24 “The Lord is my portion,” says my soul,
“therefore I will hope in him.”

Remembering who God is, gives him hope. Specifically two qualities are mentioned:

  • “steadfast love” – which can be translated as kindness, faithful love or great love.
  • “mercies” or compassion. It is the love that a parent has for a child.

And then God’s “faithfulness” in giving this steadfast love and mercy is highlighted:

  • God’s steadfast love “never ceases”
  • God’s mercies “never come to an end”
  • “They are new every morning”

This is his portion or allotment in life. God’s ever renewed love. He has lost everything else – his city and home were destroyed and no doubt he had family who were killed. And yet this is enough. As v.24 says, “’The Lord is my portion,’ says my soul, ‘therefore I will hope in him.’”

A word of hope for us

Now I can say with great confidence that I have not suffered as much as the writer of this poem has. And I thank God for that. But precisely because he has suffered so much, he has the ability to speak to us. For if he can find hope in God in his circumstances, surely we can as well.

Whether we are being disciplined for our sins, as was the case here with Jerusalem, or God is just letting us go through hard times to train us and build our character, or we are experiencing good times God’s steadfast love and mercy and his faithfulness in giving these is what sustains us. It is the basis of our hope for the future.

This is the text I first shared with you when I came 9 years ago; my first sermon as your pastor. I told you that our hope in that time of transition was not in me, or in you, or in our circumstances, but only in God. And so I end by saying the same thing to you today.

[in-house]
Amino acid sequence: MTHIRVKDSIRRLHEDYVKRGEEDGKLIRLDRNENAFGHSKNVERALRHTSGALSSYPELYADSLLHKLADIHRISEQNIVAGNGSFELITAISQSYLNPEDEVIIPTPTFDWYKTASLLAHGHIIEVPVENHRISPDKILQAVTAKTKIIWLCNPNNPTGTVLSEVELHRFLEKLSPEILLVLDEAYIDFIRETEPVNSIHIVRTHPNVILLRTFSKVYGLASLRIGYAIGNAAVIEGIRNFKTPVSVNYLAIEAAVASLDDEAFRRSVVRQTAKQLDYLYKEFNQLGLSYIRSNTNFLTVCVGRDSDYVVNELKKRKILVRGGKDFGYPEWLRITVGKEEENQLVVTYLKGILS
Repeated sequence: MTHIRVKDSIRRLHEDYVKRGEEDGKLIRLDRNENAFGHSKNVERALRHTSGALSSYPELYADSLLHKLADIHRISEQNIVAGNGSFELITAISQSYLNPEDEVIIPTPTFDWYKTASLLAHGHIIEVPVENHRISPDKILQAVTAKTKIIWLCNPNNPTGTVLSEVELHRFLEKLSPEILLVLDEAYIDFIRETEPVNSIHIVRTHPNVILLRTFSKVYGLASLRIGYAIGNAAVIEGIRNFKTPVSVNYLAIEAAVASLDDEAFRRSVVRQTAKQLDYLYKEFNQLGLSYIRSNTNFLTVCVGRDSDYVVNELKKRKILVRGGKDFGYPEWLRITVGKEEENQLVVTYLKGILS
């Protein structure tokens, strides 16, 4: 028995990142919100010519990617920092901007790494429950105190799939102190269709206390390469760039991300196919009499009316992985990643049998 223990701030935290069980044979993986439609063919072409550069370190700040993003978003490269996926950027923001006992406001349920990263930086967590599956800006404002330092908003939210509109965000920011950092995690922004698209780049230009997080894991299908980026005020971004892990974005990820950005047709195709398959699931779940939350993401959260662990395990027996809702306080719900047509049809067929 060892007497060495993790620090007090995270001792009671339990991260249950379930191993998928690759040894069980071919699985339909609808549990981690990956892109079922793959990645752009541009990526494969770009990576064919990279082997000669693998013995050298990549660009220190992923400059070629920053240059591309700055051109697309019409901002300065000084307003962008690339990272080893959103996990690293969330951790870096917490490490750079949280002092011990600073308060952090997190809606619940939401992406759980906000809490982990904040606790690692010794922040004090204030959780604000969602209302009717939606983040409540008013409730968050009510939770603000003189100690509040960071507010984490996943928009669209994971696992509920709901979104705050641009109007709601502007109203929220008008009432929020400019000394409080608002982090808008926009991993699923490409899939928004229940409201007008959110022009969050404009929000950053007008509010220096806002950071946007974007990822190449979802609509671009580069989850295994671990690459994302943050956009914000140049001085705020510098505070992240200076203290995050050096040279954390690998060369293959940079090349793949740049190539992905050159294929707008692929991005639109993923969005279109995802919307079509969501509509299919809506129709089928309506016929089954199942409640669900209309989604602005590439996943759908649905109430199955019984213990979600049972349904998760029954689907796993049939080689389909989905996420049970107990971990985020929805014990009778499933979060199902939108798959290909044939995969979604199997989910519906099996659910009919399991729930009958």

As your pastor I now commend you into the hands of our God who faithfully gives you his steadfast love and mercies day by day. And I encourage you to have a strong hope for the future, because of who God is.

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Well, there’s nothing to celebrate in the two announcements we’ve just heard. It’s all sadness upon sadness. Yes, we have been through a really hard time.

The title this morning is, “Why, God?” Why do you allow us to go through such difficulties? Asking God why in times of trial is a biblical practice. Here are some examples from the book of Psalms:

  • I say to God, my rock: “Why have you forgotten me?” – Psalm 42:9
  • Why, O Lord, do you stand far away? – Psalm 10:1
  • My God, my God, why have you forsaken me? Why are you so far from saving me, from the words of my groaning? – Psalm 22:1
  • Why do you hide your face? Why do you forget our affliction . . . ? – Psalm 44:24

God allows us to go through really hard times as individuals and as congregations. So difficult that it seems like God is far away, while we suffer and struggle. But I want to encourage you this morning, by reminding you of five things about the God we serve.

1. God loves us

To be more specific, God loves Cedar Street. Paul says in Romans 8:32 – He who did not spare his own Son but gave him up for us all, how will he not also with him graciously give us all things? Paul’s point is that if God has already given us his Son to die on the cross to show his love for us, we can be sure that his love to us is secure and will continue. If he has already given that which is most precious to him, he will for sure show us his love in lesser situations.

And just because we are going through hard times doesn’t change this. Paul goes on to say in Romans 8:35, 37 – Who shall separate us from the love of Christ? Shall tribulation, or distress, or persecution, or famine, or nakedness, or danger, or sword? . . . No, in all these things we are more than conquerors through him who loved us.